- Development & Aid
- Economy & Trade
- Human Rights
- Global Governance
- Civil Society
Wednesday, November 26, 2014
- Ahead of President Barack Obama’s trip to Mexico and Costa Rica, experts here are expecting that security will take a back seat to issues of economic cooperation between the U.S. and Mexico.
But some Washington advocacy groups are sounding alarms about shifting away too soon from critical security and rights concerns.
“A lot of the focus is going to be on economics,” President Obama told reporters Tuesday. “We’ve spent so much time on security issues between the United States and Mexico that sometimes I think we forget this is a massive trading partner responsible for huge amounts of commerce and huge numbers of jobs on both sides of the border.
“We want to see how we can deepen that, how we can improve that and maintain that economic dialogue over a long period of time,” he continued.
This shift is notable, as issues of security, law enforcement and combating crime formed the backbone of U.S.-Mexican relations during the previous Mexican administration.
“Even before [former Mexican President Felipe] Calderon took office, it was part of the discussion with the U.S., and the U.S. and Mexican administrations went on to develop a close and complex relationship on security matters,” Eric Olson, associate director of the Latin America programme at the Woodrow Wilson Center, a Washington think tank, told IPS.
President Obama is slated to meet with Mexican President Enrique Pena Nieto later this week before meeting with Costa Rican President Laura Chinchilla.
“President Obama having a visit [early in his second term] symbolises the importance of Mexico to the U.S.,” Chris Wilson, an associate at the Mexico Institute, a think tank here, told IPS.
The United States is Mexico’s largest trading partner, and the two countries engaged in nearly 500 billion dollars worth of trade in 2012. Much of that trade is in what are known as intermediate inputs, referring to semi-finished U.S. goods that are finalised with Mexican resources, a process seen as increasing the competitiveness of both countries.
Remittances sent home from Mexican immigrants living in the United States are also a substantial factor in the countries’ economic ties, totalling more than 20 billion dollars last year.
The upcoming summit’s focus on economics squares with a narrative gaining traction in media coverage and academic circles in recent years that paints a picture of an economically booming Mexico.
“During the administration of Calderon, the perception of Mexico in the media was largely one of drugs and violence – the headlines about Mexico were about drugs and trafficking, organised crime, gruesome violence,” Wilson recalls.
“But the new [Mexican] administration has come in at a time when economic growth is pretty robust. They are trying their best to shift the narrative of Mexico by talking more about these economic issues: the reforms that are happening in Mexico that will promote growth, new investments coming into Mexico that will promote growth.”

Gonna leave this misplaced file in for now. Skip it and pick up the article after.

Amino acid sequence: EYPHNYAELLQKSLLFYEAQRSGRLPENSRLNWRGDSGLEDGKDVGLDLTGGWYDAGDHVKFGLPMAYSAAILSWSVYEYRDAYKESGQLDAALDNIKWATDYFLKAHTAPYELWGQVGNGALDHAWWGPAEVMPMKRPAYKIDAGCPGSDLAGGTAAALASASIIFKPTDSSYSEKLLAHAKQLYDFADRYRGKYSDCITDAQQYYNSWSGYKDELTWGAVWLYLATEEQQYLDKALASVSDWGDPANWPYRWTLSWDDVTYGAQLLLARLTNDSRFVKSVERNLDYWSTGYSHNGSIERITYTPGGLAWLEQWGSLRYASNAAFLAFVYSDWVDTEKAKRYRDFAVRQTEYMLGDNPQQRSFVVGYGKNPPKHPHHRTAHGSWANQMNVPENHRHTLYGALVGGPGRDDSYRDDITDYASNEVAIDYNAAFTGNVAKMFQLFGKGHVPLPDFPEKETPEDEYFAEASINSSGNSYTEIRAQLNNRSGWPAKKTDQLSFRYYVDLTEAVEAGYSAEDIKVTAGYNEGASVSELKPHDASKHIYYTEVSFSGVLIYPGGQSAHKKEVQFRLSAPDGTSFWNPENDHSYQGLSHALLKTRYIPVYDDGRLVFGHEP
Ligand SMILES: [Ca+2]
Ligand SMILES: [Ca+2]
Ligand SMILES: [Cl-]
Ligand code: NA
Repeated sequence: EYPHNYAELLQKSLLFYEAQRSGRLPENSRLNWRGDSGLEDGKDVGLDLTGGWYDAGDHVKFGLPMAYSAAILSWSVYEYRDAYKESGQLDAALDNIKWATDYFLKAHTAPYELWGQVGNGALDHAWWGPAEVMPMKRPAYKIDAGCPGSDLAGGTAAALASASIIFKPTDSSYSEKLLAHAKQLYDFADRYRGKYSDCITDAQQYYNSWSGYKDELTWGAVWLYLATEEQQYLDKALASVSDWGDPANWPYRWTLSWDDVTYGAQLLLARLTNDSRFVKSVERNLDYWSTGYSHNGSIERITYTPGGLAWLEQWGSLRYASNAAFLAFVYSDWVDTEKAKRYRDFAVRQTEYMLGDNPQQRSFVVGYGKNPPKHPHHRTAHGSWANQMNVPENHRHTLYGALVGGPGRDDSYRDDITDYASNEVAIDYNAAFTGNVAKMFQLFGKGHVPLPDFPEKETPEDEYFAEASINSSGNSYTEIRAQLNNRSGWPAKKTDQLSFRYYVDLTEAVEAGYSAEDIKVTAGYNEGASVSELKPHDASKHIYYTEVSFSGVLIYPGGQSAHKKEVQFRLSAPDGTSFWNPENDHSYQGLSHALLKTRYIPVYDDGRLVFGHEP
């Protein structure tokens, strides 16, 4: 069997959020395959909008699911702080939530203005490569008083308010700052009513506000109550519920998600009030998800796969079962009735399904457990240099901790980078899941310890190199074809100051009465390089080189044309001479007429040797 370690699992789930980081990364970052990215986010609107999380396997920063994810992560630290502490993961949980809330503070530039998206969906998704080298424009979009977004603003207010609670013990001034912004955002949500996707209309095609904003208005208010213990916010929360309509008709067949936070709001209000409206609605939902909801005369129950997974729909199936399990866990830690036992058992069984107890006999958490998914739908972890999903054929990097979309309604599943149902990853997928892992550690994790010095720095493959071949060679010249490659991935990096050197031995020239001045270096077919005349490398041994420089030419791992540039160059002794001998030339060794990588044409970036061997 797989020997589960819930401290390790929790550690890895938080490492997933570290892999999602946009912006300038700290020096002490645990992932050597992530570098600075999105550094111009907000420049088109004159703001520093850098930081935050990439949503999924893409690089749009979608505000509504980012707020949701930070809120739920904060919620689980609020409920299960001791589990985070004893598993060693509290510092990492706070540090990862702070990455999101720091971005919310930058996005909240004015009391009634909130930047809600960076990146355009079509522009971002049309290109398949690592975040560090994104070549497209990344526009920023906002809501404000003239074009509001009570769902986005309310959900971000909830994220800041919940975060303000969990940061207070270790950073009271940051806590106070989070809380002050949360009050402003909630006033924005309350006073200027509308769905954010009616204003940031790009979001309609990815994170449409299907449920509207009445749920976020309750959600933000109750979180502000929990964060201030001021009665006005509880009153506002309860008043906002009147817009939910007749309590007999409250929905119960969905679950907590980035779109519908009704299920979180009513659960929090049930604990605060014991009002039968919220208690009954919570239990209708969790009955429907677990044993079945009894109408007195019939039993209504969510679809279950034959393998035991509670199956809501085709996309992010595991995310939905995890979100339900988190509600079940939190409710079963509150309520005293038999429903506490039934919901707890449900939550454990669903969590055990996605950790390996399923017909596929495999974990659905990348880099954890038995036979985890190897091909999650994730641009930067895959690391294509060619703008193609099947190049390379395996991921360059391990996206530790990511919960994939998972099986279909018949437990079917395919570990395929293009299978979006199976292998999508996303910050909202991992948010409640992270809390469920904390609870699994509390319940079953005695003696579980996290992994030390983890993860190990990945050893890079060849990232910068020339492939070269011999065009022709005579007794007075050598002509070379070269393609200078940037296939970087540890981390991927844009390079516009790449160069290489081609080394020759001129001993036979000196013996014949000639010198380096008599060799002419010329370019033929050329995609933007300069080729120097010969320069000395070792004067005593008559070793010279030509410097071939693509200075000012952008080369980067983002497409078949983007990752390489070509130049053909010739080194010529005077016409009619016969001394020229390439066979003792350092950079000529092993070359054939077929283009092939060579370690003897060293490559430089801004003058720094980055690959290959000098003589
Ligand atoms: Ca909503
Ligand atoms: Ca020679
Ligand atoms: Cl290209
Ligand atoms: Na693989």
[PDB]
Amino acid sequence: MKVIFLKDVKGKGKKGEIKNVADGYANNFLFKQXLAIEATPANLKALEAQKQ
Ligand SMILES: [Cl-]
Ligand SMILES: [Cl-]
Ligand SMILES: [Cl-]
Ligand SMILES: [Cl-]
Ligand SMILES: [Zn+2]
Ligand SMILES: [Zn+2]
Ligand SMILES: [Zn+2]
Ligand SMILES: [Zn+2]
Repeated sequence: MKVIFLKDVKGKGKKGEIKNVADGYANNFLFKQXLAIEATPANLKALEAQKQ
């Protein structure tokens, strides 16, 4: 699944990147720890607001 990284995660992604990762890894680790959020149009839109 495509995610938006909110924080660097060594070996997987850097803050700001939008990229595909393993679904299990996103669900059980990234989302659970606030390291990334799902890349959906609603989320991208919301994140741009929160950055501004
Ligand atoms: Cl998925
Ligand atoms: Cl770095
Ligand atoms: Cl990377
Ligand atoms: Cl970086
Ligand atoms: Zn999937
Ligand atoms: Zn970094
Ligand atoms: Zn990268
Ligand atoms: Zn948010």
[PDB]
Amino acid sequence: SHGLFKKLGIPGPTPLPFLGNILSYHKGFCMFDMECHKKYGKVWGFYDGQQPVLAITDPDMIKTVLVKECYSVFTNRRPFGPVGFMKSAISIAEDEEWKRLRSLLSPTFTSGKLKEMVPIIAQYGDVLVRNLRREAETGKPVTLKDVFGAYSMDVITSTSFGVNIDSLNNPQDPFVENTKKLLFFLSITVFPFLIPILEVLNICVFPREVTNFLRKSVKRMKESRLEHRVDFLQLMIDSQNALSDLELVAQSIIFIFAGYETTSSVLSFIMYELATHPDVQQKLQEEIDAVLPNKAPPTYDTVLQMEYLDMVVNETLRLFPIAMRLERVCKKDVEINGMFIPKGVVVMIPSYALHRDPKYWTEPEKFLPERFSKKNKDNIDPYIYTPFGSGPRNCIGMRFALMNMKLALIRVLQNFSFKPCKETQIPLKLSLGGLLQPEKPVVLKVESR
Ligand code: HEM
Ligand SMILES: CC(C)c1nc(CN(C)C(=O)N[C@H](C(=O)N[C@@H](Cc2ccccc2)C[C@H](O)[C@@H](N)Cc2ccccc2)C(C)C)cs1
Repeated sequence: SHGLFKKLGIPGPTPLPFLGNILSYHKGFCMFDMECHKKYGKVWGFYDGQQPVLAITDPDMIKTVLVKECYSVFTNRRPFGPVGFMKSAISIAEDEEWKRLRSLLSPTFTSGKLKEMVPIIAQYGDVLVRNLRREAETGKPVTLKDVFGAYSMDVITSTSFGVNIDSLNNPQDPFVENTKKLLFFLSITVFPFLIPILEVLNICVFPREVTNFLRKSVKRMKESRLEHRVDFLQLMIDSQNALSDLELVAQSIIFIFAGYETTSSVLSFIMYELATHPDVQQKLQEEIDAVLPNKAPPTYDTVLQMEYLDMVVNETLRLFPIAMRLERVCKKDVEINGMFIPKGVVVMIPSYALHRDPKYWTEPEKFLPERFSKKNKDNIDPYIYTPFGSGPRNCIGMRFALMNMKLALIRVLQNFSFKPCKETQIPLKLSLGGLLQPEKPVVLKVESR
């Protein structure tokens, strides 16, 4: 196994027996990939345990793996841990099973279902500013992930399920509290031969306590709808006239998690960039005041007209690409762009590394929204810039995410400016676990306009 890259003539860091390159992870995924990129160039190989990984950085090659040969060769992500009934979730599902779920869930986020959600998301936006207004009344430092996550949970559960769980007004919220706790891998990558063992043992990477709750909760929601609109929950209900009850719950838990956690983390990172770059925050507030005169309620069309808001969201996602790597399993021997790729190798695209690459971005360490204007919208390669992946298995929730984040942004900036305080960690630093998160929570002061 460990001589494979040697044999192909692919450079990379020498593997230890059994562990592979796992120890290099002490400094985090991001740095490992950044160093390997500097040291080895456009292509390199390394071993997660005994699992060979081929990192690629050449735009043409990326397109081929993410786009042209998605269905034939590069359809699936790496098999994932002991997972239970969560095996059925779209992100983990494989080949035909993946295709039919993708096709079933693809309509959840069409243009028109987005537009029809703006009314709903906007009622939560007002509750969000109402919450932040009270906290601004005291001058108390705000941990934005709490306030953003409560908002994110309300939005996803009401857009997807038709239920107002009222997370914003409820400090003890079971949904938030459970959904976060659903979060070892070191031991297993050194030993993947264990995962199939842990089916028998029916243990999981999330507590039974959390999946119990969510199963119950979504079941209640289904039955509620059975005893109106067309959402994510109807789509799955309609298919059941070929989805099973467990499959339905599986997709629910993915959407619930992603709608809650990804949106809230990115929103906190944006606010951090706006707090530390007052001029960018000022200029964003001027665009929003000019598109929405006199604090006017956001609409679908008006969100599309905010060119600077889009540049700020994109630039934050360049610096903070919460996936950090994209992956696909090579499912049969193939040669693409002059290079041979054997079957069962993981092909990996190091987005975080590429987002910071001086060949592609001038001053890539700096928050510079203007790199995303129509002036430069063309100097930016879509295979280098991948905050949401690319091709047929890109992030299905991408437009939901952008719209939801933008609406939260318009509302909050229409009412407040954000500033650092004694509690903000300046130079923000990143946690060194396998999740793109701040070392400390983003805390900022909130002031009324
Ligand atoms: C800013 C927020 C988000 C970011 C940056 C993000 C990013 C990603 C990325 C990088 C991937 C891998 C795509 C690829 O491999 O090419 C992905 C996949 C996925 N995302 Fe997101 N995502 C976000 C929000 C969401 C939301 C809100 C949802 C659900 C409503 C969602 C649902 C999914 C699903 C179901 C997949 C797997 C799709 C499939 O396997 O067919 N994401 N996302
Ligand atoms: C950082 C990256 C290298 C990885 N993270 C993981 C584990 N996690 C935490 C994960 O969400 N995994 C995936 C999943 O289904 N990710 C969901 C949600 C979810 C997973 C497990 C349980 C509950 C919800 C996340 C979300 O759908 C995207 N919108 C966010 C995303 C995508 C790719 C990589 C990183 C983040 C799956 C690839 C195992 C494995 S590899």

Development’s Achilles heel
Still, for a country like Mexico that is still struggling with issues of citizen security and rampant crime, many suggest that economic growth would have to start from the bottom, with more robust social programmes and safety nets, before the international community becomes too optimistic about economic and trade booms.
Cynthia Arnson, director of the Latin America programme at the Wilson Center, calls Latin America “far behind” in developing policies that might leverage inclusive growth.
“There is not a sense of shared responsibility … when your social policy is remittance, when your lack of social policy is permitted,” she told reporters on Friday. The region, she said, needs “a widespread recognition of the role the private sector needs to play in paying taxes, improving government … [and] institutions.”
In a telephone interview with IPS, she noted that the U.S. relationship with Central America is likely to remain more focused on security concerns.
“There is a growing consensus in the development community that sustainable growth can’t and will not happen unless levels of violence are brought under control,” she told IPS.
The World Bank recently called citizen insecurity the “Achilles’ heel of development” in Latin America.
Members of the U.S. Congress and advocacy groups here are also wary of turning a blind eye to human rights concerns in Mexico.
“The dire human rights situation in Mexico is not going to solve itself,” Maureen Meyer, a senior associate for Mexico and Central America with the Washington Office on Latin America (WOLA), an advocacy group, said in a statement.
“As the bilateral agenda evolves, it is critical that the U.S. and Mexican governments continue to focus on how best to support and defend human rights in Mexico.”
In a press release issued last week, WOLA expressed agreement with a letter from 23 members of Congress to Secretary of State John Kerry that stressed that “[t]he human rights crisis will not improve until there are stronger legal protections, increased human rights training for Mexico’s security forces, and more government agents held responsible for the human rights violations they commit.”
Even as the focus of U.S.-Mexico relations turns to economics, there is no broad agreement on how exactly a shift toward trade relations will strengthen the “economic competitiveness” of both countries.
“Part of the challenge is that we have this term, but we have a laundry list of issues that could fit into that term,” the Mexico Institute’s Chris Wilson said.
“What we still don’t have is a coherent agenda or a way in which the leadership from the top level can engage the public or business community or civil society … and create something more [meaningful],” he told IPS.